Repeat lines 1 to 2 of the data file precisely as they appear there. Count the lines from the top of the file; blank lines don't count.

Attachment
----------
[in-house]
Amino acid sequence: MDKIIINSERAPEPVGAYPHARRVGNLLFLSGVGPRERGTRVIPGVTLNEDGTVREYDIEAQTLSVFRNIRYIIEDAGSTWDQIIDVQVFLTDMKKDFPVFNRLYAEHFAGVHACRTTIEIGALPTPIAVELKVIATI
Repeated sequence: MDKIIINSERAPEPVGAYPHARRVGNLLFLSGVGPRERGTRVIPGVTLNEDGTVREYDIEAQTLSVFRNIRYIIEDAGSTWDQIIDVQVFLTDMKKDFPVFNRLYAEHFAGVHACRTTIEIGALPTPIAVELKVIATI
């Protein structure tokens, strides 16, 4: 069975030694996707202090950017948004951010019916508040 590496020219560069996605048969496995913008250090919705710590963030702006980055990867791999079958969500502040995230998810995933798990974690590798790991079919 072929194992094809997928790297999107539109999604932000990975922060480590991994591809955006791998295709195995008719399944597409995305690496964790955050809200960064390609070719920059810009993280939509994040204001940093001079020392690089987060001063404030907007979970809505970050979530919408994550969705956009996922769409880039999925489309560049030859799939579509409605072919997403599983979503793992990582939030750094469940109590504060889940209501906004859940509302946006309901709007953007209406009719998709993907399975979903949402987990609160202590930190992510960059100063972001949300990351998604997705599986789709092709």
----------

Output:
[in-house]
Amino acid sequence: MDKIIINSERAPEPVGAYPHARRVGNLLFLSGVGPRERGTRVIPGVTLNEDGTVREYDIEAQTLSVFRNIRYIIEDAGSTWDQIIDVQVFLTDMKKDFPVFNRLYAEHFAGVHACRTTIEIGALPTPIAVELKVIATI